Ah, the thorny issue of build quality. Well, we already have it in spades. Nikon's enthusiast range is practically bomb-proof and Canon is no slouch either (although I'd question their entry level build to be honest). Build quality is not going to improve for any of the entry-levels in any case, and is pretty much state of the art in the professional grade cameras already. Similarly frame rate is only really going to affect the pro bodies.

Now it's practically guaranteed that video performance is going to improve. As I mention above this doesn't affect me. I suspect that it doesn't really affect a great number of photographers out there. For a brief while the DSLR has reigned champion in the shallow depth of field camp for videographers. Now with the introduction of several APS-C format sensor video cameras I suspect that better video performance in a stills camera is going to be less exciting for videographers.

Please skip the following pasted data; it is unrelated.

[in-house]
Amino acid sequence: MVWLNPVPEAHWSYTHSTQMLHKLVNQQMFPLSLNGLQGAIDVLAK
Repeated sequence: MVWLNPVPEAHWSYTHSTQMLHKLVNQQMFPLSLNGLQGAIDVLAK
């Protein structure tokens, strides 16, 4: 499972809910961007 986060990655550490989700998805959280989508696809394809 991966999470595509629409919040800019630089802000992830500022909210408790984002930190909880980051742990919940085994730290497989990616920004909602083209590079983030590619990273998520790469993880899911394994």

As photographers we have never had it this good. There is really isn't a single digital SLR out there that cannot produce top quality imagery given the ability of the photographer. Quite frankly it isn't the gear that makes great images, it's the photographer. Buying a new camera isn't going to suddenly improve one's abilities. I freely admit that I will be amongst the ranks that have mop up my own drool when the new glut of cameras start being announced in the coming two months. Will I actually go out and buy them? Maybe if my current setup breaks, then yes. I have it good right now. This is just a guess, but I suspect a good one nonetheless. A vast number of buyers who dish out money for the new equipment will already have perfectly good gear on hand right now. what comes in the next short while is not going to revolutionize the average photographer's work (unless of course the manufacturers bring out a paradigm shifter of a camera...which is highly unlikely). So get to love what you have...a smile broadly when you can buy a D3x or 1DsmkIII for peanuts secondhand when some well-monied photog believes that the new whatchamacallit is going to improve their images.

Monday, July 11, 2011

A Pleasant Dream